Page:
I have a few problems understanding the step of execution of transaction in smart contract.

1-When a user send a transaction to smart contract, this smart contract is not executed immediately instead is it pooled in a transaction pool.

2- At some point of time, every EVM is chosen an transaction to execute the code in smart contract line by line.

3-If all EVMS find the same result, what happens after? Else the smart contract cancelled this transaction.

what happens after? ==> 4- the miner would collect all transactions from transaction pool, and adds them to the newly created block and then the mining process starts between miners.( correct me if I'm wrong please in the steps)

5-finally, the blockchain is transitioned into a new state.

*How does the miner verify that these transactions are well executed by EVM?

*Does EVM play the role only in the first part of the execution of smart contract?

*Who will change state when the contract is executed? ( transaction ?)

1 Answer 1


You've misunderstood the steps. But close!

Consensus is easily misunderstood.

The fundamental problem first solved by Bitcoin was how to reach eventual consensus among nodes that do not know or necessarily trust each other. Add money to the environment and it becomes an adversarial environment. This is in no way like the situation in a typical cluster of computers that do know each other and do trust each other.

We get a hint about how to solve it from transaction logs employed by databases. If one has a replayable log with all the inputs in the right order, then one can reconstruct a database. It's not important to have "the state" if you have the inputs that created that state.

There is a non-obvious challenge to deal with. Given physics, it is not possible for all nodes to learn about all transactions at the same time or even in the same order. It will (probably) never be possible to make everything as fast or faster than everything else.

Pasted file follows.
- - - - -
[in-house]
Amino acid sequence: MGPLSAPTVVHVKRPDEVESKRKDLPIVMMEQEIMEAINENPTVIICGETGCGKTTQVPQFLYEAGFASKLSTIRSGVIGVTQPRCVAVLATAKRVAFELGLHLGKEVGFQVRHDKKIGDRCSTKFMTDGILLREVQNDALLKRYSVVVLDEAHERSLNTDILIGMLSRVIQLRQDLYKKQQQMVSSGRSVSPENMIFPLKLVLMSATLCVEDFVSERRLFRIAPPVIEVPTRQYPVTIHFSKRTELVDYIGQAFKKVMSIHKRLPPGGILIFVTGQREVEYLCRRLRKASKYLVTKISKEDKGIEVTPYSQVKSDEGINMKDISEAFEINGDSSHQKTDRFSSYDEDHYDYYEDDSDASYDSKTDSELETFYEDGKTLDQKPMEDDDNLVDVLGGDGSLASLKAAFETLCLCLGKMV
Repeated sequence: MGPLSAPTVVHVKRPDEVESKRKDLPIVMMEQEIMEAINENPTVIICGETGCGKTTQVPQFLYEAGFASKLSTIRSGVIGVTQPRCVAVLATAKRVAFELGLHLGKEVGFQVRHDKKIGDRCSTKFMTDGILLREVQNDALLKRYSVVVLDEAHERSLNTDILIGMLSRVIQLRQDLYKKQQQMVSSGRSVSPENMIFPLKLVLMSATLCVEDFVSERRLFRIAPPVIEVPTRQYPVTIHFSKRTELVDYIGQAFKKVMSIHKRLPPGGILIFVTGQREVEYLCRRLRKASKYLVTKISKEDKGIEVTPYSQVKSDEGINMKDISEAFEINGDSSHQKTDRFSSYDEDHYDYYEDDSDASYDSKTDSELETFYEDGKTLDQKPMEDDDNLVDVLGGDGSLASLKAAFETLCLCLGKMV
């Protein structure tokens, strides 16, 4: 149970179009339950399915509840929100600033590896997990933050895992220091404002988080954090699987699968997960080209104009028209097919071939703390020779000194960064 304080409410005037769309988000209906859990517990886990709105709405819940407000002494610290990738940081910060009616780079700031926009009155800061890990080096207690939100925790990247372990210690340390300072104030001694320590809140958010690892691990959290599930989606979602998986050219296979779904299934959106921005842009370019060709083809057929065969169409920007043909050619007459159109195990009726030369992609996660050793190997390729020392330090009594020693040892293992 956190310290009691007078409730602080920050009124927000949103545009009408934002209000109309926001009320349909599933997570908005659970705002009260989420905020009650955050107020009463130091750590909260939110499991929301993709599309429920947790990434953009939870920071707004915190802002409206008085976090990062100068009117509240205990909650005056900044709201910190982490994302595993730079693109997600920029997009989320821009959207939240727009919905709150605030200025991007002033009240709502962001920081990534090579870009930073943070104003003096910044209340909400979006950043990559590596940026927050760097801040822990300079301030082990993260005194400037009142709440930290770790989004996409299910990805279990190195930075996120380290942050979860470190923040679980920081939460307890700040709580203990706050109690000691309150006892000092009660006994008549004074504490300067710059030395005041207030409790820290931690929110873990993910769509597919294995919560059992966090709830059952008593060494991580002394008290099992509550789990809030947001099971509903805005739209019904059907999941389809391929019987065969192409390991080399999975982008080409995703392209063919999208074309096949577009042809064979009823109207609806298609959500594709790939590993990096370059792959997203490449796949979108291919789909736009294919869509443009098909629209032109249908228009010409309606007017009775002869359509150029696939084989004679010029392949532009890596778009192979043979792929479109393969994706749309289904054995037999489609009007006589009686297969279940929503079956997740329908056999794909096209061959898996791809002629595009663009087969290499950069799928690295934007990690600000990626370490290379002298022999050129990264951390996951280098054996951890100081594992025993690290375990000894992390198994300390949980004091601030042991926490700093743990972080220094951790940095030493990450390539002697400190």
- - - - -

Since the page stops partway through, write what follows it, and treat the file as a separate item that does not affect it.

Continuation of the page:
In a trustful environment, that could be resolved with accurate, trustworthy timestamps that would help everyone enumerate the "correct" transaction order. In an adversarial environment with no authority, that doesn't work because no one's clock is considered more trustworthy than anyone else's.

So, how to order the transactions?

The mining process collapses that ambiguity. The "winning" miner earns the privilege of setting a de facto network transaction order, for one block. Importantly, this is not even an attempt to resolve the temporal order of transactions. In fact, gasPrice, is a way to queue jump. One can probably incentivize a miner to include a transaction sooner by attaching a high bid. Conversely, one can save on transaction fees by being patient.

Nothing happens anywhere until nodes receive news of transactions included in blocks. Transactions in blocks are well-ordered. The blocks themselves are well-ordered. So, the chain of blocks is a well-ordered set of all transactions that have happened.

Each full node, not just the miners, processes transactions completely, reaching their own conclusions about state changes. This is very much like replaying a transaction log because everyone agrees on the inputs and the order of those inputs. The functions are deterministic (strict requirement) so there can be no disagreement between well-functioning nodes at the same block height.